Reading for Love and Liberation

Reading for Love and Liberation

post by The Educator Collaborator associate Vanée Smith-Matsalia 

Reading for Love and Liberation

“Independent reading is a waste of time.” 

I cannot tell you how many times I have heard that exact phrase, or some derivation of it, from English teachers and coaches alike. The arguments are always the same: class time should be focused on standard mastery; it’s more effective to teach test taking strategies than engage in reading time; students are bored and are “only pretending to read” anyway! 


This is a thing. 

These types of comments used to dishearten me. I was never able to understand how people who are primarily responsible for literacy instruction could have such disdain for children engaging with literature in class. I had to eventually realize that English teachers were and are under a great deal of pressure to teach to one test or another and demonstrate measurable growth towards mastery for no fewer than 42 Common Core standards, not including the PLETHORA of sub-standards. These standards are tied to multiple high-stakes tests per year. These test scores are tied to school budgets, school funding, and school culture. That is a lot to consider for anyone. English teachers are responsible for so much.

In short, anything not in the standards is not on the test. Anything not on the test, therefore, is not in the curriculum.

Joy is not in the standards.

Love is not on the test. 

And reading is often not welcome in the classroom. 

There is no shortage of research which suggests that independent reading is not only beneficial, but essential to advancement in literacy. In their Statement on Independent Reading, the National Council of Teachers of English (NCTE) reminds us that, “The advancement of reading comprehension skills and development of vocabulary are directly tied to the work readers do during independent reading.” Our students need this time to develop as readers. It is central to their literacy development.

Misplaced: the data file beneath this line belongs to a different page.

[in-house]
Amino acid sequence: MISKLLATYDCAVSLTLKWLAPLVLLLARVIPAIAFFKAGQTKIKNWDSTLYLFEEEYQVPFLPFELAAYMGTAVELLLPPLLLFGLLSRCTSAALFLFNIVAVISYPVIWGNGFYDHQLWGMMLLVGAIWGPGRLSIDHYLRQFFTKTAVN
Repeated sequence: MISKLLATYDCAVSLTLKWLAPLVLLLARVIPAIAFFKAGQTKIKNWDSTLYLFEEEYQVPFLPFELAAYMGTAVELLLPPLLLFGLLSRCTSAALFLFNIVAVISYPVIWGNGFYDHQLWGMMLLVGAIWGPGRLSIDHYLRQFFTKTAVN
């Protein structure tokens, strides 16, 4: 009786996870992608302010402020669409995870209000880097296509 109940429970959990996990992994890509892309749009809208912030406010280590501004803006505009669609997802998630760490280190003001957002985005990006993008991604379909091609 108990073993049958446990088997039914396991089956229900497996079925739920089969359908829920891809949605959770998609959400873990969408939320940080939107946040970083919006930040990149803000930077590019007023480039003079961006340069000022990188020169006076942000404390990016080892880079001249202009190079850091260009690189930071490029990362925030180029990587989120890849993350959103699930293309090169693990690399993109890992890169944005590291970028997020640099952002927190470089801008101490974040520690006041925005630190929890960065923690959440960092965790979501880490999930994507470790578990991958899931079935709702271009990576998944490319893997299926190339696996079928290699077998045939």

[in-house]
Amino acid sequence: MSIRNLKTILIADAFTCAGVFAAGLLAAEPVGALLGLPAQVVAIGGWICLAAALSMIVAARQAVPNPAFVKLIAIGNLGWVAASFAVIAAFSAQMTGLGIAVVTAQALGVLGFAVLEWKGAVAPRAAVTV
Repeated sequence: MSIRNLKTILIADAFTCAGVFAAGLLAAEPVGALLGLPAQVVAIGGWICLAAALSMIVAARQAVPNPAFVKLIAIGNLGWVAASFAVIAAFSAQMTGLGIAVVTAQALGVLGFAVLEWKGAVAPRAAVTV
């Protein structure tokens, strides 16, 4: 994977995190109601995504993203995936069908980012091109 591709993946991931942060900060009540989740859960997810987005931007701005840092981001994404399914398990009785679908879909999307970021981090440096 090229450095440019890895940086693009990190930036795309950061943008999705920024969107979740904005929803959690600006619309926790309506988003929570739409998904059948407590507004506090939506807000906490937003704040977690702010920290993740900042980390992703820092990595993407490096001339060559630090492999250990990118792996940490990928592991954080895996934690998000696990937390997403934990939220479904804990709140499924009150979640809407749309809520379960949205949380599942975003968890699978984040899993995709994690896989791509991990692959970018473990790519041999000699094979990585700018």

For teachers, this can be difficult. To allow students to have self-selected reading, we have to relinquish some control. We have to let go of the concept that we always know what is best or what is engaging for students. Doing this means students don’t have to read “grade-level” texts, or books that score at their current level. Teachers have to sacrifice some power for this to work, right? Wrong. No power is lost; it is merely transferred. Making time for self-selected independent reading simply transfers power to the reader. What could be more impactful than empowering students to read? Reading is not and should not be only about achievement–however, “achievement” is impossible without it. 

Self-selected independent reading is most valuable when it is student selected–with choices in genre, length, medium, and mode. Students must be able to choose what they love. I am an English teacher. I earned a Bachelor’s and Master’s degree in English Literature. If you give me a book on crown moldings, I will learn nothing and I will remember nothing. The language will go over my head and I will not look further into it. This is not because I am a bad reader. It is because I don’t care. Why should I? This has no interest to me. I know, I know… “iN ReAl LiFe YoU cAn’T AlWaYs Do WhAt YoU wAnT.” Yeah… we know. But oftentimes, you can. And when you have options, you tend to be more successful. Also, if we really want children to “achieve” in reading, then we should focus on right now instead of the “real life” we are imagining for them in the future. Maybe we should help students become fiercely, remarkably literate so they can create the kind of future they want, instead of the one we build in our minds with the deficits we create.